Think twice before you plug into your favorite music while at work. For, new research has suggested that listening to music at work can affect your performance by impairing the abilities to concentrate and recall.

The study, conducted by researchers at the University of Wales Institute, suggests that what you hear while trying to concentrate can be distracting and impair your ability to memorize and recall information. To understand the distracting effects of music, the researchers carried out an experiment in a sample size of 25 people aged between 18 and 30.

The young subjects were tested under several different conditions: in a quiet environment, while their choice of music was playing, and while music that they disliked was playing. In the course of listening to the music, the researchers gave them some exercises.

They asked the sample group to recall a list of eight consonants in a specific order in a test known as serial recall. They were also tested while a voice repeated the number three or spoke single-digit numbers randomly.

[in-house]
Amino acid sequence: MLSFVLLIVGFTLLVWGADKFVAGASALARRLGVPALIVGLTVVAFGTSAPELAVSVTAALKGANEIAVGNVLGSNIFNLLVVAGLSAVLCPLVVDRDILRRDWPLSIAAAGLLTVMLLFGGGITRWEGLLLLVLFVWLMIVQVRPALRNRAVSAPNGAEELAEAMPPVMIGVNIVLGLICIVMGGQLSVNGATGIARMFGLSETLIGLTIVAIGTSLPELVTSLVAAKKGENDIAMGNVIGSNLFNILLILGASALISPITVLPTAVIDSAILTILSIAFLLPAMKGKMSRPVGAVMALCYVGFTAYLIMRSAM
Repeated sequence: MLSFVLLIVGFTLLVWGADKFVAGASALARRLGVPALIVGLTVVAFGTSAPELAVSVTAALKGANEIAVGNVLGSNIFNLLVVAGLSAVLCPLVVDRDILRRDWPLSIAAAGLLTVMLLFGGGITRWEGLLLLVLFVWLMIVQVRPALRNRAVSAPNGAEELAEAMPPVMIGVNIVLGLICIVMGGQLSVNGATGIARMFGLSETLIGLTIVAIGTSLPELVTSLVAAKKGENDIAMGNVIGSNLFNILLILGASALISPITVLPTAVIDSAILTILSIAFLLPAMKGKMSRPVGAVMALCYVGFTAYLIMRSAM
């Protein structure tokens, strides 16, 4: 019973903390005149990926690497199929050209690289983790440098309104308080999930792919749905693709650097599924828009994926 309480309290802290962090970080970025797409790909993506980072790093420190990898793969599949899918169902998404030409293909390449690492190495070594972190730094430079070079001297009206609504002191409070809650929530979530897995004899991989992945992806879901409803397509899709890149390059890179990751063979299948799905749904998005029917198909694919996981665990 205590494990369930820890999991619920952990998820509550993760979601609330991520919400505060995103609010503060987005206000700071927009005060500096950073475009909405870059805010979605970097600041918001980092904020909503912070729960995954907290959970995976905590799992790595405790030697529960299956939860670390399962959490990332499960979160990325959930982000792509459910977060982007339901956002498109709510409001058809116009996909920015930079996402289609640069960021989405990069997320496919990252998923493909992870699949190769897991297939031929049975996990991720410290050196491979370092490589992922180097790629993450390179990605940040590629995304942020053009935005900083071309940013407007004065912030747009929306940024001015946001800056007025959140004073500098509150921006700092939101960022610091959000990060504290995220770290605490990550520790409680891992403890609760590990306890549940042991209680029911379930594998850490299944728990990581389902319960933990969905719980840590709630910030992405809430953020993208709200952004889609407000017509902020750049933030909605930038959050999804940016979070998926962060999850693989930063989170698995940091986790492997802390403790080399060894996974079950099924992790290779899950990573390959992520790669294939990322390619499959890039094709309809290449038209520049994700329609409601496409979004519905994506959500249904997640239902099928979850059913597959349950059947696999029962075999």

The study found that participants performed best while in a quiet environment or in a steady-state environment while listening to a voice repeating the number three over and over.

“The poorer performance of the music and changing-state sounds is due to the acoustical variation within those environments. This impairs the ability to recall the order of items, via rehearsal, within the presented list,” says Nick Perham, PhD, Wales Institute in Cardiff.

People should either perform the task in quiet or only listen to music prior to performing the task to reduce the negative effects of background music when recalling information in a specific order, he suggested.

Earlier researches had shown that listening to the music of Mozart increased concentration. This was even called the so-called Mozart Effect.

The new findings published in the latest issue of the journal Applied Cognitive Psychology, may have implications for studying skills in which students typically study for examinations while listening to music, the researchers said.